- You may think about St Peter’s Basilica when you think of Rome, but the Basilica of St John is the most important. That’s why it has an “Arch” in front of it sometimes Archbasilica of Saint John Lateran
- The Lateran Treaty is one of the most important agreements in Italian history, when the papacy agreed to recognise Italy as a sovereign nation. But it was signed in the Lateran Palace just across the square, not the Basilica di San Giovanni in Laterano
- Outside the Basilica is a huge Egyptian obelisk. It dates from 1400 BC and has been in Rome since 357 AD.
Dedication of the Lateran Basilica
The celebration of the dedication of the Archbasilica of Saint John Lateran is celebrated annually on the 9th November. As the church is viewed as the Mother Church, the celebration takes place globally.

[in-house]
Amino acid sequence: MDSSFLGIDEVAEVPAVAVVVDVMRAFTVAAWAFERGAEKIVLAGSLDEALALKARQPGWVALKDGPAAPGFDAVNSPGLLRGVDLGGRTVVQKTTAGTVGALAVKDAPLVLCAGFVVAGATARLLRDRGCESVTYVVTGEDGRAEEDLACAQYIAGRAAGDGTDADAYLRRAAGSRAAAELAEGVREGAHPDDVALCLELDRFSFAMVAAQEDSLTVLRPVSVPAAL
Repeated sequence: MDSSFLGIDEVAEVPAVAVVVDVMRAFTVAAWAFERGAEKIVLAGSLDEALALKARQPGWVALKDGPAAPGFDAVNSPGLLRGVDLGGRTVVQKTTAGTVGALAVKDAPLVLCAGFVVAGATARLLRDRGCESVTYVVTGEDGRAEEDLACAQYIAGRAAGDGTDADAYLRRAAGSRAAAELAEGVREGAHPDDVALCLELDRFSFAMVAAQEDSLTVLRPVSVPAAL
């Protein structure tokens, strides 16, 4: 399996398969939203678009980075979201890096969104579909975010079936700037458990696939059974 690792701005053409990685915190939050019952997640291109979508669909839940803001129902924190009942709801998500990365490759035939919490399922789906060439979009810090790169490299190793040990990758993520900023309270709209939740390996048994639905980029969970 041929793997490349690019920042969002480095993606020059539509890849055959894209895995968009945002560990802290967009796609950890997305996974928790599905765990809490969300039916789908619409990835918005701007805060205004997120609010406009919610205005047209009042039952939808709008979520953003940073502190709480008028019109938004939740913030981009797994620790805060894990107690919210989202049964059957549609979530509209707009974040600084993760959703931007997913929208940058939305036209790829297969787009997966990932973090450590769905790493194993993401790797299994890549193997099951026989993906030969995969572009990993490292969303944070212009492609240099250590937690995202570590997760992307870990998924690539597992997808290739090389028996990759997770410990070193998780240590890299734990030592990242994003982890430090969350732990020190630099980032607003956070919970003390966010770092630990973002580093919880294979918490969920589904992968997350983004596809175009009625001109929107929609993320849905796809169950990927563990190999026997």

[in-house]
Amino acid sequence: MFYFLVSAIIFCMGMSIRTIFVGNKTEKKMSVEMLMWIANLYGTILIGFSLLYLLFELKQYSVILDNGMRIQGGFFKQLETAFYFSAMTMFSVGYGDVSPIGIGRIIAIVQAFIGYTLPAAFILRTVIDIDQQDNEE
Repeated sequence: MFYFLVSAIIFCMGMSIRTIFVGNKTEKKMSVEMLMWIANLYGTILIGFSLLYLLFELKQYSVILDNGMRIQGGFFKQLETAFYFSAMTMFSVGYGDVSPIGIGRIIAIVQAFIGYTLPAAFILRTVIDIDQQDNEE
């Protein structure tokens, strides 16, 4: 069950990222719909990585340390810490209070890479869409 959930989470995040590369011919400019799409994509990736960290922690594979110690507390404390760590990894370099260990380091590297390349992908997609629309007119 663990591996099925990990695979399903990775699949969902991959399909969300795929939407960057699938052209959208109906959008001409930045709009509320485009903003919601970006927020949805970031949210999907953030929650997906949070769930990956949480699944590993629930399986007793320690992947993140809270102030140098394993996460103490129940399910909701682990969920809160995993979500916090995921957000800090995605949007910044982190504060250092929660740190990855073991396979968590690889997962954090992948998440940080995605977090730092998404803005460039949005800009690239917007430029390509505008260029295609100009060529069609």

Getting Tickets for San Giovanni in Laterano
Good news – entry to the Basilica is free!
Basilica di San Giovanni in Laterano Opening Hours
|7.30am - 6pm
The church is usually open daily from 7.30am to 6pm throughout the year.
Basilica of Saint John Lateran Location
Those who wish to can take the metro from any stop in Rome and disembark at the St Giovanni Station, and there are also plenty of bus options too – lines 16, 81, 85, 87, 186, 650, 810 and 850 all make a stop at the Saint John Lateran and Cloister.
Finally, Tram line number 3 can get you from the Colosseum to the Basilica directly.
Where to Stay near Archbasilica of St John Lateran
There is plenty of accommodation around the Archbasilica of St John Lateran. In fact, there are a huge number of private guest rooms and suites just under half a kilometre from the church, as well as hotels.